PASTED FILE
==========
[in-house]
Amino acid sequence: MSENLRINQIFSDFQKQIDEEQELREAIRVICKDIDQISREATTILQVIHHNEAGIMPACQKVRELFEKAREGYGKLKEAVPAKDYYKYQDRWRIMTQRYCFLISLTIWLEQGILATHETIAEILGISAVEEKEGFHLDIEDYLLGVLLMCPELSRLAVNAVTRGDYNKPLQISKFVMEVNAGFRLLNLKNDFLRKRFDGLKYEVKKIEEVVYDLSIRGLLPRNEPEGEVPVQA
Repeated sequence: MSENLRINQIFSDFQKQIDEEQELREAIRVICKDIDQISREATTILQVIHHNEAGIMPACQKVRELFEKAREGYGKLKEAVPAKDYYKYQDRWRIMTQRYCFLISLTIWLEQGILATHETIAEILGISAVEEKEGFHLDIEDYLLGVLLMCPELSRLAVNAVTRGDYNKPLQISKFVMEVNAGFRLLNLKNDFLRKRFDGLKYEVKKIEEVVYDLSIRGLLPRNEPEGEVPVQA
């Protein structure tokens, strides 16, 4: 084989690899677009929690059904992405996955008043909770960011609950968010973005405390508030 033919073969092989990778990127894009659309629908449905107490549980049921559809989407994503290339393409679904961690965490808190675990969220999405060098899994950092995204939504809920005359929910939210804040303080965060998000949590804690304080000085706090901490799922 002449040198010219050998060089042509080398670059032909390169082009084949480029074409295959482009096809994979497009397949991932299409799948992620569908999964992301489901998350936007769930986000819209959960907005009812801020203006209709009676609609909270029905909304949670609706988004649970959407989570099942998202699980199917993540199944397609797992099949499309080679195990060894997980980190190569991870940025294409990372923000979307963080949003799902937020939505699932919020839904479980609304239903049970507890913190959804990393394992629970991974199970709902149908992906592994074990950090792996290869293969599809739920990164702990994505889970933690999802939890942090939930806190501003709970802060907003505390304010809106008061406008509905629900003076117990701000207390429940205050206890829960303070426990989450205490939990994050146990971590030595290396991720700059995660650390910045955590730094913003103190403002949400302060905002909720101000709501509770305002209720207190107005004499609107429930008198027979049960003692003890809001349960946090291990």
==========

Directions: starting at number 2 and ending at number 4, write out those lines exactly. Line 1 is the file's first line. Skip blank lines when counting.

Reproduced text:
Amino acid sequence: MSENLRINQIFSDFQKQIDEEQELREAIRVICKDIDQISREATTILQVIHHNEAGIMPACQKVRELFEKAREGYGKLKEAVPAKDYYKYQDRWRIMTQRYCFLISLTIWLEQGILATHETIAEILGISAVEEKEGFHLDIEDYLLGVLLMCPELSRLAVNAVTRGDYNKPLQISKFVMEVNAGFRLLNLKNDFLRKRFDGLKYEVKKIEEVVYDLSIRGLLPRNEPEGEVPVQA
Repeated sequence: MSENLRINQIFSDFQKQIDEEQELREAIRVICKDIDQISREATTILQVIHHNEAGIMPACQKVRELFEKAREGYGKLKEAVPAKDYYKYQDRWRIMTQRYCFLISLTIWLEQGILATHETIAEILGISAVEEKEGFHLDIEDYLLGVLLMCPELSRLAVNAVTRGDYNKPLQISKFVMEVNAGFRLLNLKNDFLRKRFDGLKYEVKKIEEVVYDLSIRGLLPRNEPEGEVPVQA
């Protein structure tokens, strides 16, 4: 084989690899677009929690059904992405996955008043909770960011609950968010973005405390508030 033919073969092989990778990127894009659309629908449905107490549980049921559809989407994503290339393409679904961690965490808190675990969220999405060098899994950092995204939504809920005359929910939210804040303080965060998000949590804690304080000085706090901490799922 002449040198010219050998060089042509080398670059032909390169082009084949480029074409295959482009096809994979497009397949991932299409799948992620569908999964992301489901998350936007769930986000819209959960907005009812801020203006209709009676609609909270029905909304949670609706988004649970959407989570099942998202699980199917993540199944397609797992099949499309080679195990060894997980980190190569991870940025294409990372923000979307963080949003799902937020939505699932919020839904479980609304239903049970507890913190959804990393394992629970991974199970709902149908992906592994074990950090792996290869293969599809739920990164702990994505889970933690999802939890942090939930806190501003709970802060907003505390304010809106008061406008509905629900003076117990701000207390429940205050206890829960303070426990989450205490939990994050146990971590030595290396991720700059995660650390910045955590730094913003103190403002949400302060905002909720101000709501509770305002209720207190107005004499609107429930008198027979049960003692003890809001349960946090291990």